"The conditions of my life are precarious," film critic Roger Ebert wrote last week in a posting on his online journal, "Fall from Grace."
Ebert, 69, perhaps the pre-eminent film critic in the United States and a longtime colleague of mine at the Chicago Sun-Times newspaper, where he's been a staff writer since 1966, has rather famously been battling a series of health crises in recent years.
Diagnosed with thyroid cancer in 2002, Ebert has since battled cancer in his salivary gland and jaw bone, undergoing grueling treatments and numerous surgeries. While today he is cancer-free, he can no longer speak or eat and wears a prosthetic chin for his appearances on his television program, "Ebert Presents: At the Movies."
While his body may be weaker and his audible voice gone (but for the nifty text-to-voice computer he uses, named "Alex," to vocalize his thoughts now), as trite as it may sound, Ebert's spirit is as vibrant, alive and engaged as ever.
In that blog post earlier this month about a nasty fall he took reaching for a book that had dropped to the floor next to his bed late one night, Ebert, as he so often does, spoke honestly, with great wit, from the heart.
On a recent fall: "It is humiliating for an adult to fall out of bed, and still worse if he has done it not by accident but by stupidity. Why didn't I simply sit up in bed and bend over? The fall portrayed me as vulnerable, and I prefer to think of myself as enduring."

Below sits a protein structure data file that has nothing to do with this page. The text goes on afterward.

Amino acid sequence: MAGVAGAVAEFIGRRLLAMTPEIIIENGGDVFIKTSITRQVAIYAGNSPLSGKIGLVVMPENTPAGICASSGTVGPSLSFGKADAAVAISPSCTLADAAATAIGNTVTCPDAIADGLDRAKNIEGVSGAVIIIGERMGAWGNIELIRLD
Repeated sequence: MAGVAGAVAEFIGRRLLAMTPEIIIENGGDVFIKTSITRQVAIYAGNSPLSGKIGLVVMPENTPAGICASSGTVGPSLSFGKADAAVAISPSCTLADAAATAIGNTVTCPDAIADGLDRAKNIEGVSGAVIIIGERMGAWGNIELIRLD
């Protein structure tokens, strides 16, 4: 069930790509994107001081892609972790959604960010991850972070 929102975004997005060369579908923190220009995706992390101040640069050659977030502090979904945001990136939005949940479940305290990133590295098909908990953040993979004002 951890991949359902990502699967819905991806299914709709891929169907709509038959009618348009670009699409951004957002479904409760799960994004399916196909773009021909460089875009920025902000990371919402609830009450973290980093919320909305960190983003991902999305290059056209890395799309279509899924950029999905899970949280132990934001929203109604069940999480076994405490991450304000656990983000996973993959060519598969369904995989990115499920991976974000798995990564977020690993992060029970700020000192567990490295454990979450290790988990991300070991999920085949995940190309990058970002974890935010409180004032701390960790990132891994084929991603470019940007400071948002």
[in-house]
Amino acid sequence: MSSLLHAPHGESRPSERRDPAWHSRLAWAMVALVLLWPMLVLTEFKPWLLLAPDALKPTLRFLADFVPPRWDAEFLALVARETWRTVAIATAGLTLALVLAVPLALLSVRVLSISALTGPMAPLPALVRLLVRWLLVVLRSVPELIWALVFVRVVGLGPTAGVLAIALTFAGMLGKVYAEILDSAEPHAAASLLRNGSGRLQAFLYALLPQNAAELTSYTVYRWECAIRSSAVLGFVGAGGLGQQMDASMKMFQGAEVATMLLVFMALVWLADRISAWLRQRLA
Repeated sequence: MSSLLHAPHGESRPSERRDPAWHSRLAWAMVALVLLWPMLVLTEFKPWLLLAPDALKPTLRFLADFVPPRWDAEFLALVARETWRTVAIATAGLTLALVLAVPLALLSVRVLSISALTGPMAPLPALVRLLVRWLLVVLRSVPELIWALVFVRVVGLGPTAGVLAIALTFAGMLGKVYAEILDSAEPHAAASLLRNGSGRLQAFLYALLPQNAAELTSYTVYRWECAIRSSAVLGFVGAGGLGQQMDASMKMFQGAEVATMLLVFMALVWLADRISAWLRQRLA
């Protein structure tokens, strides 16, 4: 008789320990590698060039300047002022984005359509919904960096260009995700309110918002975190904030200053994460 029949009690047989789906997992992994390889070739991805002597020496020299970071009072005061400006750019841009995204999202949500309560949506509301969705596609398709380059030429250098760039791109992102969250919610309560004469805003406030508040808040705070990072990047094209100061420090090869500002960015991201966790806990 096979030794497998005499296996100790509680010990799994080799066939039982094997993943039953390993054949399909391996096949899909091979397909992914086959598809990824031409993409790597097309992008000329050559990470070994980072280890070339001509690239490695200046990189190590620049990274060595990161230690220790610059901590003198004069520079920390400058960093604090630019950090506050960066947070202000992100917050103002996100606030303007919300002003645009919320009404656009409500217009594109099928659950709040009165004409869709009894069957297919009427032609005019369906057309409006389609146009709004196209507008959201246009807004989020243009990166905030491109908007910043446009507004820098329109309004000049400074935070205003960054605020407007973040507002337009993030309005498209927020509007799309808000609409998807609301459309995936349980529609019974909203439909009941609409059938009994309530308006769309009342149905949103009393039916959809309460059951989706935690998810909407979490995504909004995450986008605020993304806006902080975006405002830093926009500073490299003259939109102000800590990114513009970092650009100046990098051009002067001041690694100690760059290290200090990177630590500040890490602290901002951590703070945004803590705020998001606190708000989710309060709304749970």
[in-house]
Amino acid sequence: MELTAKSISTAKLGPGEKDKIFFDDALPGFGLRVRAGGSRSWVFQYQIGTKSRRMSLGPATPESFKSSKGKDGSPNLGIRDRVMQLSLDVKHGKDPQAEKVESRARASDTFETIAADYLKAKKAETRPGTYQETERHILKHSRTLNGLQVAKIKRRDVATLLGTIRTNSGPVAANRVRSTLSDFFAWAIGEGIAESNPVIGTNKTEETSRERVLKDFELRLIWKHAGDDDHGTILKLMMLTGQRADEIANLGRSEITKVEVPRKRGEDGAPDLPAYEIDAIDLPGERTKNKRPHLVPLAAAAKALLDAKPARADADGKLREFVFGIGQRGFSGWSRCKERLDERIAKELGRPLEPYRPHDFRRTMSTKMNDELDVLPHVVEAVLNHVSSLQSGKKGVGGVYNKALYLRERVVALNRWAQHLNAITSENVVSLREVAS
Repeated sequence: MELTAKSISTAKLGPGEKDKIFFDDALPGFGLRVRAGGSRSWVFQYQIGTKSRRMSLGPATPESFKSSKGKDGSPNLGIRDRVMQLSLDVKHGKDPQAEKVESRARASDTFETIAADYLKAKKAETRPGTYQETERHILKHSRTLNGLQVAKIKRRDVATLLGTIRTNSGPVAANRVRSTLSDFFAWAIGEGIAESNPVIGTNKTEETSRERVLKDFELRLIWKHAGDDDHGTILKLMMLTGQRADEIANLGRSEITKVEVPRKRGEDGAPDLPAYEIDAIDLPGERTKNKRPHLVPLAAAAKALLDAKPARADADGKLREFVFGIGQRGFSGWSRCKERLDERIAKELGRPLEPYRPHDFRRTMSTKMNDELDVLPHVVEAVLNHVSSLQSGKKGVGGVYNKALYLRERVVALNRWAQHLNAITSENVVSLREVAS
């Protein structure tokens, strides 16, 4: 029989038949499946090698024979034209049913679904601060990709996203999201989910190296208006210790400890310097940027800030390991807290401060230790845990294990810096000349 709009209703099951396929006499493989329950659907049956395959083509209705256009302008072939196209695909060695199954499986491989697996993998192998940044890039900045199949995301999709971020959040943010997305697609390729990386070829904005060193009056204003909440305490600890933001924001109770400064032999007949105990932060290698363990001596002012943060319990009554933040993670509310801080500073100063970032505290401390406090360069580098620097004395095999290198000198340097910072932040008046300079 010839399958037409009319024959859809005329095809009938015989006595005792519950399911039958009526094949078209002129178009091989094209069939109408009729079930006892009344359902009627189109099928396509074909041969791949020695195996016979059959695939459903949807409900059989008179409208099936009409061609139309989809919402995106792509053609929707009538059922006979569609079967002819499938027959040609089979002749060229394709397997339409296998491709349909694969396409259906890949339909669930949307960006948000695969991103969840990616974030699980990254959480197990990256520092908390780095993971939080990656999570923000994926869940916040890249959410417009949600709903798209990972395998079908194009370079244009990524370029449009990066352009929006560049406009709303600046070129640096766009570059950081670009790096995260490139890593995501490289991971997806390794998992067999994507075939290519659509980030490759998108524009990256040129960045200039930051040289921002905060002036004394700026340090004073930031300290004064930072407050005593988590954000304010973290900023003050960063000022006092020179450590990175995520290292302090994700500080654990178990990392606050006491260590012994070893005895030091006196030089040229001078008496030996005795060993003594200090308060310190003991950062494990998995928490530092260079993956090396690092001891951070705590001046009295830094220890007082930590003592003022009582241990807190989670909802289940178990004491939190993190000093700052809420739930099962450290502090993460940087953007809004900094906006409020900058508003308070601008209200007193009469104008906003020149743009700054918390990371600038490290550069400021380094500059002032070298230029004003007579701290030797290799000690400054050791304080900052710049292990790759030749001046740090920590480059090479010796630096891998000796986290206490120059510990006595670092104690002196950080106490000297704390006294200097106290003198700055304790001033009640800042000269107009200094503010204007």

Ebert may feel physically vulnerable, but he certainly endures.
Most recently, Ebert, who has published more than a dozen books - not including his annual movie guides - has written a memoir titled "Life Itself." As I understand it, the book grew out of his online blog and diary, and it maintains the same compelling voice, august wit, virtuoso sarcasm and exquisite writing that have been his hallmark.
Living inside a movie
He starts at the beginning with his childhood in Urbana, Ill. "I was born inside the movie of my life," he writes in the first lines of the memoir.
In the last few chapters of "Life Itself," Ebert, a cradle Catholic who often invokes his childhood religious training and beliefs in his reviews - and who regularly and quite deftly writes about spiritual issues in film - turns his attention to eternal (or maybe not) matters.
Content with questions
The chapter "How I Believe in God," is one of the more self-aware, humble and eloquent accounts of personal belief I've ever read. "I have no interest in megachurches with jocular millionaire pastors," he writes. "I think what happens in them is sociopolitical, not spiritual ... . I have no patience for churches that evangelize aggressively.
"I have no interest in being instructed in what I must do to be saved. ... If we are to love our neighbors as ourselves, we must regard their beliefs with the same respect our own deserve."
Ebert will not affix a label to his spirituality, instead preferring to give more complicated, more fully honest responses to spiritual questions.
"I am not a believer, not an atheist, not an agnostic," he writes. "I am more content with questions than with answers."
"Life Itself" concludes with the chapter, "Go Gently," in which Ebert contemplates what comes next, if anything. He looks forward by looking back.
"To make others less happy is a crime. To make ourselves unhappy is where all crime starts," he says. "We must try to contribute joy to the world. That is true no matter what our problems, our health, our circumstances.
"We must try," he says. "I didn't always know this and am happy I lived long enough to find it out."
Amen, Mr. Ebert.